“I haven’t fully processed it, because it didn’t seem real at the time and still doesn’t seem real now,” Cashman said of Wilson’s public endorsement.

His most popular hype video, published on Dec. 24, has 519,000 views (and counting). In the span of a couple months, more than 14,000 people have followed his Twitter page.

In sending a joke to 15 friends, Cashman accidentally acquired a kind of unintended social media celebrity. In the Seahawks Twitter world, he’s famous.

And hardly anyone knows his name.

“It is pretty weird,” said Cashman, who also creates content for HawkBlogger.com. “It just feels like Seahawks Twitter is so small. When I’m on there I recognize all the people on there, and I have specific people I always interact with.

“A friend of mine sent me a (screen shot) of a group chat where they all went to middle school with me and they posted the video in the group chat, and none of them knew that I made it.”

He chuckled and added, “My brother keeps calling me Cable Thanos. I’m like, ‘Shut up, dude.’ ”

Capturing the essence of Cashman’s videos is a special kind of challenge. It’s as if he throws every available Seahawks joke or reference in a blender, leaves the top off and lets ‘er rip. Once a week, Cashman produces his own personal Jackson Pollock painting, chaotically splashing colors — highlights, memes, songs, movie references, you name it — across a blank white canvas. It takes him three to four hours, on average, and he emerges with a Seahawks Twitter fever dream.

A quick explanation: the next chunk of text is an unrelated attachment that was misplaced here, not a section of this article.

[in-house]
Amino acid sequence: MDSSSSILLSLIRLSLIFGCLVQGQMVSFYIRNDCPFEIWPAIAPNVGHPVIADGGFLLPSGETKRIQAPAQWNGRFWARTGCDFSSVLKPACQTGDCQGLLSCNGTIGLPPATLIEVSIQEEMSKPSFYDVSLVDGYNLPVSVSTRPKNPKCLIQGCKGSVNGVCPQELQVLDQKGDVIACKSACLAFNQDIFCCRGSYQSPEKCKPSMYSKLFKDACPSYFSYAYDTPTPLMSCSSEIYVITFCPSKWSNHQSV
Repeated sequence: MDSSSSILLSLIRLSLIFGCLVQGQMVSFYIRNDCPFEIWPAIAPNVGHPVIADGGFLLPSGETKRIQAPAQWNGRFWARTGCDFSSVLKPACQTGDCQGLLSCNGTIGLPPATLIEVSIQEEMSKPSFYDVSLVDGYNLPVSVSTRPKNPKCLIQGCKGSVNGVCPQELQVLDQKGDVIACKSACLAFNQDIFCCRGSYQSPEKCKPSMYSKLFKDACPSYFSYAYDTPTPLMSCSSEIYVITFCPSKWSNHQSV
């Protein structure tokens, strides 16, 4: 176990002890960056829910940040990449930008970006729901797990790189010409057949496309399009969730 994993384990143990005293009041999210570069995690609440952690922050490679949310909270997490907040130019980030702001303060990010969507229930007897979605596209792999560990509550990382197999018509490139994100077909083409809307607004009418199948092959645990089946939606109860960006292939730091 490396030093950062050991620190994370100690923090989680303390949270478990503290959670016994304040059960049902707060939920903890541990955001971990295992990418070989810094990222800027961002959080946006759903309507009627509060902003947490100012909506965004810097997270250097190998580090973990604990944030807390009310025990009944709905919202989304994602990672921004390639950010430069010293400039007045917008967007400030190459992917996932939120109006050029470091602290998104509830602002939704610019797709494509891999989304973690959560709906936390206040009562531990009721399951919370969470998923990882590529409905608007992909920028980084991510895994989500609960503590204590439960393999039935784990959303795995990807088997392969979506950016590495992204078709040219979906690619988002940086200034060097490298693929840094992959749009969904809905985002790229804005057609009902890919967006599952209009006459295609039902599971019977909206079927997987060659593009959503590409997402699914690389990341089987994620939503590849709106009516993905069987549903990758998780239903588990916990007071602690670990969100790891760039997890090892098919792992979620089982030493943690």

“My videos are thrown together and made to be as insane as possible,” Cashman said.

Added Kelly: “Seahawks Twitter is definitely one of the biggest inside joke communities I can think of. Everything is an inside joke. I think that’s why @CableThanos_ has been so successful. He somehow encapsulates all the inside jokes and understands the jokes that have been happening for the last five or six years.”

Once, it was @BestGuyAround. Now, it’s @CableThanos_.

Once, it was Marshawn Lynch. Now, it’s Chris Carson.

The names change. The jokes evolve. But, like the 10-6 team it obsesses over, Seahawks Twitter survives and thrives.

“When I was trying to picture what Seahawks Twitter was … to me, it represents this strange paradox where, if you’re a part of it, it will absolutely make you dumber, but at the same time it will 100 percent make you smarter,” Kelly said with a laugh.

Added Cashman: “They’re just weird and self-deprecating, but the people on there are the nicest people ever. It’s such a cool community. I can’t imagine a better sports community than Seahawks Twitter.”